THE STREET CHILDREN
The Fathers were also inclined to question the concentration on street
children, both by GOAL and a notable Irish nun, Sister Mary Killeen of the
Irish Sisters of Mercy. Again they appeared to feel that the street children
problem fell into the 'that's Africa' category.
Goal Street Children Project
The GOAL venture was in the hands of Maggie, a young Irishwoman who
was setting up a drop-in centre for the children. GOAL had taken over an old
house and a gang of workers were renovating this when I visited; Maggie was
contending with the usual sexual innuendo and ostentatious lounging of
loutish building workers anywhere, compounded by the fact that she was not
a very robust white woman in a black situation.
The idea was to provide
hostel-type accommodation for both boys and girls. The AIDS pandemic
means that street children are an ever-growing problem throughout Africa, as
in the Third World generally. The homeless children sleep rough, join gangs,
are pressed into prostitution or paedophile rings, and become prey to drugs,
violence and sexually transmitted diseases of all sorts. As most of the kids,
according to Maggie, are 'as high as kites', by the end of the day - on anything
from alcohol or glue to hard drugs - road fatalities are also common in
Nairobi's chaotic traffic.
Maggie eventually succeeded, with the aid of donors,
in creating her haven. The children now receive meals, some basic education,
psychiatric counselling and, above all, security.
“Mother Theresa, move over:” About Sr Mary Killeen
'Mother Theresa, move over', is how I have heard Sister Mary Killeen
described. She showed me how she operates in one of Nairobi's mini Sowetos
where sewage ran on the paths between the teeming shacks, and the
unemployment and general deprivation was such that I doubt it would have
been safe for me to venture into the area, even in daytime, without the
protection of her presence.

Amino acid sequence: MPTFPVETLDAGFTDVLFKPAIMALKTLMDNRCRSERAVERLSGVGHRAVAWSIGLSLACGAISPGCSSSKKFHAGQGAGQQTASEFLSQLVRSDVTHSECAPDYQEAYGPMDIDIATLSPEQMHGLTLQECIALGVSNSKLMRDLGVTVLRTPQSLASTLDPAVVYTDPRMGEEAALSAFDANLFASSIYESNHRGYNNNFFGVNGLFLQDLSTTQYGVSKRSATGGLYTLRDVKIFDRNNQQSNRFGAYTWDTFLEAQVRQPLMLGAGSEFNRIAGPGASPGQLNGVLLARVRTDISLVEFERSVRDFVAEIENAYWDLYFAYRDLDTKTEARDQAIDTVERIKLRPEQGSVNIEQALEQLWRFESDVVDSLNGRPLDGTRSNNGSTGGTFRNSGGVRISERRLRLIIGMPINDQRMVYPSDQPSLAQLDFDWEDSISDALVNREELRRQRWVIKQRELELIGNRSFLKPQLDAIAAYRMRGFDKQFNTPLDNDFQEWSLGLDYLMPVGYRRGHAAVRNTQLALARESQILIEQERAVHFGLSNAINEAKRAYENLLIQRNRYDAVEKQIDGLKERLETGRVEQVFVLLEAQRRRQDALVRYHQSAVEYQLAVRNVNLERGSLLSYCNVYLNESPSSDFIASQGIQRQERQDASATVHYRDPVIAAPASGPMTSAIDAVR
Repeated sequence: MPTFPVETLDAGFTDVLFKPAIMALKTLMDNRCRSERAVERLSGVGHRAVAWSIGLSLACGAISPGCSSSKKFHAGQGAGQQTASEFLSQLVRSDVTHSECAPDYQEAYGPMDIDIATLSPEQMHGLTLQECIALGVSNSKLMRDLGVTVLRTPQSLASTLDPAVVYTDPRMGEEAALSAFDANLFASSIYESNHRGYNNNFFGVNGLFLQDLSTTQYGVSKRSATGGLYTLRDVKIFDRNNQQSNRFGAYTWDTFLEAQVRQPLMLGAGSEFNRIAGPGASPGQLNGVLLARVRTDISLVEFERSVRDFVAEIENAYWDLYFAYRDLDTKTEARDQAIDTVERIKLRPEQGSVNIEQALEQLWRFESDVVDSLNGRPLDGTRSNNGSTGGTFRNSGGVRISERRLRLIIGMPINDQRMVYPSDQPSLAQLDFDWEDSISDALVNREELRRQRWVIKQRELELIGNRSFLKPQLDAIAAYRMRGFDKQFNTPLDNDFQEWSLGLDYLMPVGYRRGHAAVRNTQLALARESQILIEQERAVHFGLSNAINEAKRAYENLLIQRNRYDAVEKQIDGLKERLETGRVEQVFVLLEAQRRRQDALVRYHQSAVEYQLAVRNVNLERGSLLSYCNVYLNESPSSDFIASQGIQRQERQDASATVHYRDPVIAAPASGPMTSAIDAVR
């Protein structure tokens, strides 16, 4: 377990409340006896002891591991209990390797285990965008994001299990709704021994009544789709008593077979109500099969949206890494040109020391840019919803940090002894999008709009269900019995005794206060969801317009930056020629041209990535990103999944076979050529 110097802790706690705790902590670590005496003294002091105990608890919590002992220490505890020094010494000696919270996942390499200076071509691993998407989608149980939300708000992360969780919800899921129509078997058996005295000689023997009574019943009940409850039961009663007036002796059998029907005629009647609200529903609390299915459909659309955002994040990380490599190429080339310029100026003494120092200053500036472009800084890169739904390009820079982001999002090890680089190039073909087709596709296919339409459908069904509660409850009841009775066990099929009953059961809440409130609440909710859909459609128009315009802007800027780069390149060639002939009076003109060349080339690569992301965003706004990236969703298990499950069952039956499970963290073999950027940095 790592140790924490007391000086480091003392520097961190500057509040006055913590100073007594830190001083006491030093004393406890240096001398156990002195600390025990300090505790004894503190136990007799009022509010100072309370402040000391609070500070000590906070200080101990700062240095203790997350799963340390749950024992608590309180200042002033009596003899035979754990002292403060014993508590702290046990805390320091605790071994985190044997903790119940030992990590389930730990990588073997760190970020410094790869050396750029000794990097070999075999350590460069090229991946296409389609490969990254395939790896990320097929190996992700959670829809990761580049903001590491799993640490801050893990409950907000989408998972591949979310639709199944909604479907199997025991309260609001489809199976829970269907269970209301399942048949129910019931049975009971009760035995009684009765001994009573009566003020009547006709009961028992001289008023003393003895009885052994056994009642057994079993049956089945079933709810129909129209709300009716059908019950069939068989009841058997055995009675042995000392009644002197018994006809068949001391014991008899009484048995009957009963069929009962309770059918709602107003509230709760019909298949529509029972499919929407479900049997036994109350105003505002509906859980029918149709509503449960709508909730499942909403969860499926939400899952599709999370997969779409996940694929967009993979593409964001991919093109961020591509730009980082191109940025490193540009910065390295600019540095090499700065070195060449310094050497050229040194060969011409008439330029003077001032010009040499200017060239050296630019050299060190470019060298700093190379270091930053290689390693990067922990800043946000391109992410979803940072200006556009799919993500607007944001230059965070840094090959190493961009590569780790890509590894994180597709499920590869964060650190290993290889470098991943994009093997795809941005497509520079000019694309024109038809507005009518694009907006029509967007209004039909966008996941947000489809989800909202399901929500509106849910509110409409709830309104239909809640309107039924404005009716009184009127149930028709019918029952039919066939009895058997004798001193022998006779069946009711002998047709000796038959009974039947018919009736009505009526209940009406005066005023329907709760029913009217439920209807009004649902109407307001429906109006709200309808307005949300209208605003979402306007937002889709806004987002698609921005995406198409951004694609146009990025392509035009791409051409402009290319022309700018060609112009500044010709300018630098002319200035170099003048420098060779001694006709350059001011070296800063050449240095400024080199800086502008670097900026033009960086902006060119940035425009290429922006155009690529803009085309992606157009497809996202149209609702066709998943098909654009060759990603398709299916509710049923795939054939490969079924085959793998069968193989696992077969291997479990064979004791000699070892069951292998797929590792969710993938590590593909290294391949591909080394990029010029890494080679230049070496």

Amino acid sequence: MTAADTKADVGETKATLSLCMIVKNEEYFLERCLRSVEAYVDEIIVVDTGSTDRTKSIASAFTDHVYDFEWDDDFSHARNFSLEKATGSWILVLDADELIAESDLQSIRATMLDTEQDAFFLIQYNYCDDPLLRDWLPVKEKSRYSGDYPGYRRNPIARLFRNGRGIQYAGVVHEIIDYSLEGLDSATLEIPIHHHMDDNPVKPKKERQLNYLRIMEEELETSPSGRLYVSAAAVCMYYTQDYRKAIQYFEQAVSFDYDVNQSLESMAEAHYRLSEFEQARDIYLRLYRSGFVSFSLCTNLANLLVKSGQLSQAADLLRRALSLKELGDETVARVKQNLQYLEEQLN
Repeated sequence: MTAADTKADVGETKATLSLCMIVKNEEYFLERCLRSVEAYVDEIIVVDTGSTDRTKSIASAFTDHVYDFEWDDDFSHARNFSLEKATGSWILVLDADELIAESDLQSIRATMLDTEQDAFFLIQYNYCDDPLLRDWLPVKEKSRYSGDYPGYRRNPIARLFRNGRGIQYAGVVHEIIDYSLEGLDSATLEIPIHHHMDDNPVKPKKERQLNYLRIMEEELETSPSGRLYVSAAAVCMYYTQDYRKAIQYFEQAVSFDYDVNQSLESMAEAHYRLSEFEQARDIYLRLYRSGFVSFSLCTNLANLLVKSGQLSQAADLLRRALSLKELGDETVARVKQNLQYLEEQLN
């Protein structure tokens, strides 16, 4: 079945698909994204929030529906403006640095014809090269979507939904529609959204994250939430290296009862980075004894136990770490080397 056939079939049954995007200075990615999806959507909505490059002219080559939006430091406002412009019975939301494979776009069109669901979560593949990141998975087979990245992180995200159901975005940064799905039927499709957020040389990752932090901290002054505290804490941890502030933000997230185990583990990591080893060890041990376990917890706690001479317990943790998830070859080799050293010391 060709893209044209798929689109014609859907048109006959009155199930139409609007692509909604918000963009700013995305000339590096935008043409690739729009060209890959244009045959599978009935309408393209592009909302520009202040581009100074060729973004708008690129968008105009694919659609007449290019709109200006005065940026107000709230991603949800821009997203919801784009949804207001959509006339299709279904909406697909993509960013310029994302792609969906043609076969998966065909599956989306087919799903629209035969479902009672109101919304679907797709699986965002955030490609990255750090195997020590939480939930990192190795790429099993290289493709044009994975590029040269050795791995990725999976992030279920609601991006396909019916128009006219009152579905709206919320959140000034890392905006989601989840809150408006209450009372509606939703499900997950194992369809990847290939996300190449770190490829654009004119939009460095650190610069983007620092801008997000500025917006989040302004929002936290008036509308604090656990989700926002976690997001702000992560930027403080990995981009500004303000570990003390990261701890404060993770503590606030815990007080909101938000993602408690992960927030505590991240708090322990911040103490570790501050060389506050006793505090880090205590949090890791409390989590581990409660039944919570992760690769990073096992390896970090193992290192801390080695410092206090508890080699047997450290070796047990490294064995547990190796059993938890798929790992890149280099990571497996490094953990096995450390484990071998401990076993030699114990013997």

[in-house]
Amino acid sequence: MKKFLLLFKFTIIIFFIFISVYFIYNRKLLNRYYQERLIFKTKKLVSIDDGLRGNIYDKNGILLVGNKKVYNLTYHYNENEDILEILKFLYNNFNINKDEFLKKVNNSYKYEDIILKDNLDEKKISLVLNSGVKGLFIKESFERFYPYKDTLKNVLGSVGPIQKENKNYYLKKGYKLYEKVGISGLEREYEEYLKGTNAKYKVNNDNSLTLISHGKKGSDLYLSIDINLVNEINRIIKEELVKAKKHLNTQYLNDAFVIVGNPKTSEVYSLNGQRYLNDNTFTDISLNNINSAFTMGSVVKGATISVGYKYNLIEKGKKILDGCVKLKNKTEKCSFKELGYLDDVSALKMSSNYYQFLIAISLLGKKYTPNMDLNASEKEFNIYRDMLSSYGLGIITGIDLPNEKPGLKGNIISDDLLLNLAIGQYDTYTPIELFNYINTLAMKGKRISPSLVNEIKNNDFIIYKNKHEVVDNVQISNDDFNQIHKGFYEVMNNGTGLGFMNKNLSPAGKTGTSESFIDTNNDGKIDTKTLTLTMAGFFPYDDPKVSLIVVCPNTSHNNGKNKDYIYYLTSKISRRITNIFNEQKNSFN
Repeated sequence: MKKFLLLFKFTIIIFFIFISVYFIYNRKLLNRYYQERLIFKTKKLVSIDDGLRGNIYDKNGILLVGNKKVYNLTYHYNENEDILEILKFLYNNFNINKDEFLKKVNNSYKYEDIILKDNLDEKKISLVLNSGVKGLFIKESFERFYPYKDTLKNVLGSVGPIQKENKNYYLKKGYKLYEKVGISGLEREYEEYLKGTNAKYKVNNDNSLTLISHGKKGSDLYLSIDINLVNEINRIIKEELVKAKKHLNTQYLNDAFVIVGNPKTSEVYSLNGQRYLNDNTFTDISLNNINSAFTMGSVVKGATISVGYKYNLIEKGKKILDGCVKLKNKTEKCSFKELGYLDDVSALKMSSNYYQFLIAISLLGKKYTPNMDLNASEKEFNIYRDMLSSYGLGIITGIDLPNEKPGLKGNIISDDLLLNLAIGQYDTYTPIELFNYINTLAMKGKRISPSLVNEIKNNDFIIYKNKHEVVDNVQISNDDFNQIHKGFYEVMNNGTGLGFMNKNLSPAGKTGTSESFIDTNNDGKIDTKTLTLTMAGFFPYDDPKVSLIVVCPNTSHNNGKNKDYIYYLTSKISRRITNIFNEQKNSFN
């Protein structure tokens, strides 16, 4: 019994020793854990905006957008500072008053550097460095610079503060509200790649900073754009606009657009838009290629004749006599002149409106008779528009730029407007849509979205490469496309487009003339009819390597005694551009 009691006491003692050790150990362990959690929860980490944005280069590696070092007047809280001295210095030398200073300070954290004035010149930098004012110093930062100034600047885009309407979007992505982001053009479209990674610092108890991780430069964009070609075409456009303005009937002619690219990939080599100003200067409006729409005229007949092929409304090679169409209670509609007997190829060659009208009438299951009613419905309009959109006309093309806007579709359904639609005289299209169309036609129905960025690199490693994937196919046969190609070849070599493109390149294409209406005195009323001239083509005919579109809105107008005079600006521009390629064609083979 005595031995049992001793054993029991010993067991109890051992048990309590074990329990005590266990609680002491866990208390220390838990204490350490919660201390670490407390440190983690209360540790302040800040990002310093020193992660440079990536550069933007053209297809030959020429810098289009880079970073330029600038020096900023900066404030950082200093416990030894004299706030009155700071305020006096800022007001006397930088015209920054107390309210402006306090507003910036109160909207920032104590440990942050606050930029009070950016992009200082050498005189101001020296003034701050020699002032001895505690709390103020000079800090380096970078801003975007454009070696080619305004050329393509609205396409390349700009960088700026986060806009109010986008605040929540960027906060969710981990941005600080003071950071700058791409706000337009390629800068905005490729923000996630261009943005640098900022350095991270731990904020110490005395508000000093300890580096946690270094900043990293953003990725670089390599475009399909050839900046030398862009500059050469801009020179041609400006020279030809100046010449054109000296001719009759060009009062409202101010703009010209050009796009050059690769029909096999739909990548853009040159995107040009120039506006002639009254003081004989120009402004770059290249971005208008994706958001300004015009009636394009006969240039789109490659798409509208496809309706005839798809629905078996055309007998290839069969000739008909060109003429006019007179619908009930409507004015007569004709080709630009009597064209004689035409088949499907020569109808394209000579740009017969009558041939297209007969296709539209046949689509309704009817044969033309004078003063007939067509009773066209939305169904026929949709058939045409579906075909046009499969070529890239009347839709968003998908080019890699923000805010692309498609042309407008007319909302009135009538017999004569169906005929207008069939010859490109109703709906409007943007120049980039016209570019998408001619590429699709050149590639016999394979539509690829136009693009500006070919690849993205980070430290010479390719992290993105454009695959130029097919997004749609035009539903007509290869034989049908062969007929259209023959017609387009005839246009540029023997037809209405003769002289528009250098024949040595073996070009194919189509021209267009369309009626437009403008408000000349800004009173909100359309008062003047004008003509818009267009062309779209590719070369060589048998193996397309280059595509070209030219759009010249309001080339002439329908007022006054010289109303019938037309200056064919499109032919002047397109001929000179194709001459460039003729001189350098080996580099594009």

At one end of the cabin-type facility built by
GOAL, which constitutes her centre, AIDS victims are beginning to take up
more and more space. At the other end are the street children.
Sister Mary told me that as the AIDS epidemic spreads, a belief has taken
hold that it is safer to have sex with the young, because they will not yet have
been exposed to the diseases. Thus boys and girls are preyed upon by all levels
of society, including both police and priests (although let it be said that
amongst the former Sister Mary has found some of her best helpers). When I
met her, Sister Mary was trying to get the Church authorities to take up
complaints she had made against specific Catholic priests, but the hierarchy
was displaying the all too familiar pass-the-parcel policy of the Church
towards paedophilia. The Cardinal, an elderly African, had said he was too
old to deal with such a complex issue and was leaving it for his successor. The
Order, to which some of the men involved belonged, was also opposing Sister
Mary's efforts, and, as I learnt at first hand, so were some members of her own
congregation. Nevertheless, Sister Mary was prosecuting her enquiries
undaunted either by criticism or worse possibilities.
I met her leading two light-skinned children by the hand. Neither was more
than a year or two old and both had badly deformed feet. Sister Mary was
bringing them to a wealthy American woman - who customarily took over
not a suite, but the entire floor of the hotel she stayed in - in the hope that she
could persuade the millionairess to pay for an operation to straighten their
limbs. Their injuries had been caused by what was either intimidation or a
murder attempt on their mother. Her bed was set on fire by a gang as she slept.
The arsonists are alleged to have been attempting to dissuade her from giving
evidence against a paedophile, who had fathered the children on her while she
was under age. The man is a Catholic priest.
Wherever Green Is Worn: The Story of the Irish Diaspora